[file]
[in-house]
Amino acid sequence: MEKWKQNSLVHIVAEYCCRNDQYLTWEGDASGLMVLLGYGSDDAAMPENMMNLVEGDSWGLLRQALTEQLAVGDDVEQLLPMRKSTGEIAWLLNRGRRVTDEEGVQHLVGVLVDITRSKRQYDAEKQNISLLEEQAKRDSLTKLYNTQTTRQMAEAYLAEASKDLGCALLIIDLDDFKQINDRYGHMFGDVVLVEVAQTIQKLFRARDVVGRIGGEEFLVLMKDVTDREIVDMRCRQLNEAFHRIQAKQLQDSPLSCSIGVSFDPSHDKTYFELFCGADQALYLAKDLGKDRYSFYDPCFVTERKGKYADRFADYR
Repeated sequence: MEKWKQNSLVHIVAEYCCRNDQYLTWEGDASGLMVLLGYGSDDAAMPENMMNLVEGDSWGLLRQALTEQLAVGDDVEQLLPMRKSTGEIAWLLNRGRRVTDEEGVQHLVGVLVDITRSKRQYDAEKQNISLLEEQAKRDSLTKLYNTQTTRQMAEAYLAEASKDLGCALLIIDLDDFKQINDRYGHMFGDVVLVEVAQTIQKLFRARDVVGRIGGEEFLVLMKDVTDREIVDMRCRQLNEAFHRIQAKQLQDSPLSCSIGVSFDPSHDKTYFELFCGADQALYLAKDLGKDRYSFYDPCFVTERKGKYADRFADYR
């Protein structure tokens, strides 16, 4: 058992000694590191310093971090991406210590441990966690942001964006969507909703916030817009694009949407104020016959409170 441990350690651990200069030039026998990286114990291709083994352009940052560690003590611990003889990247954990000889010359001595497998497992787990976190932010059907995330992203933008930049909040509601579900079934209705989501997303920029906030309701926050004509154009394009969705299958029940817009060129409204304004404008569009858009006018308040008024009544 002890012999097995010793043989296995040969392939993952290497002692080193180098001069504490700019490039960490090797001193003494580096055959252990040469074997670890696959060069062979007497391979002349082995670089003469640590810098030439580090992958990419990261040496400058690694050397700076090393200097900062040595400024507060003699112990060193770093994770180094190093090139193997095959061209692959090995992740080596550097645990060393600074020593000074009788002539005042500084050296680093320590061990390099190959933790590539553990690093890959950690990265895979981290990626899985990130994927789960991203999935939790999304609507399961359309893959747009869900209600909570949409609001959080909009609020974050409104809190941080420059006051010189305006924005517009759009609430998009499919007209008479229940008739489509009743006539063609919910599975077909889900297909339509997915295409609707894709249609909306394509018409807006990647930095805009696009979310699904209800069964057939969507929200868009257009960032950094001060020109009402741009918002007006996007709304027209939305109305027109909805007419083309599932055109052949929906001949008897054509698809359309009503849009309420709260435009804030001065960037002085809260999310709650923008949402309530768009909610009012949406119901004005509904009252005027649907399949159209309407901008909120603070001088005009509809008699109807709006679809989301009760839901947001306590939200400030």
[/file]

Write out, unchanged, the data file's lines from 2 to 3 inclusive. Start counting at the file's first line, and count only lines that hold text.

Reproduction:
Amino acid sequence: MEKWKQNSLVHIVAEYCCRNDQYLTWEGDASGLMVLLGYGSDDAAMPENMMNLVEGDSWGLLRQALTEQLAVGDDVEQLLPMRKSTGEIAWLLNRGRRVTDEEGVQHLVGVLVDITRSKRQYDAEKQNISLLEEQAKRDSLTKLYNTQTTRQMAEAYLAEASKDLGCALLIIDLDDFKQINDRYGHMFGDVVLVEVAQTIQKLFRARDVVGRIGGEEFLVLMKDVTDREIVDMRCRQLNEAFHRIQAKQLQDSPLSCSIGVSFDPSHDKTYFELFCGADQALYLAKDLGKDRYSFYDPCFVTERKGKYADRFADYR
Repeated sequence: MEKWKQNSLVHIVAEYCCRNDQYLTWEGDASGLMVLLGYGSDDAAMPENMMNLVEGDSWGLLRQALTEQLAVGDDVEQLLPMRKSTGEIAWLLNRGRRVTDEEGVQHLVGVLVDITRSKRQYDAEKQNISLLEEQAKRDSLTKLYNTQTTRQMAEAYLAEASKDLGCALLIIDLDDFKQINDRYGHMFGDVVLVEVAQTIQKLFRARDVVGRIGGEEFLVLMKDVTDREIVDMRCRQLNEAFHRIQAKQLQDSPLSCSIGVSFDPSHDKTYFELFCGADQALYLAKDLGKDRYSFYDPCFVTERKGKYADRFADYR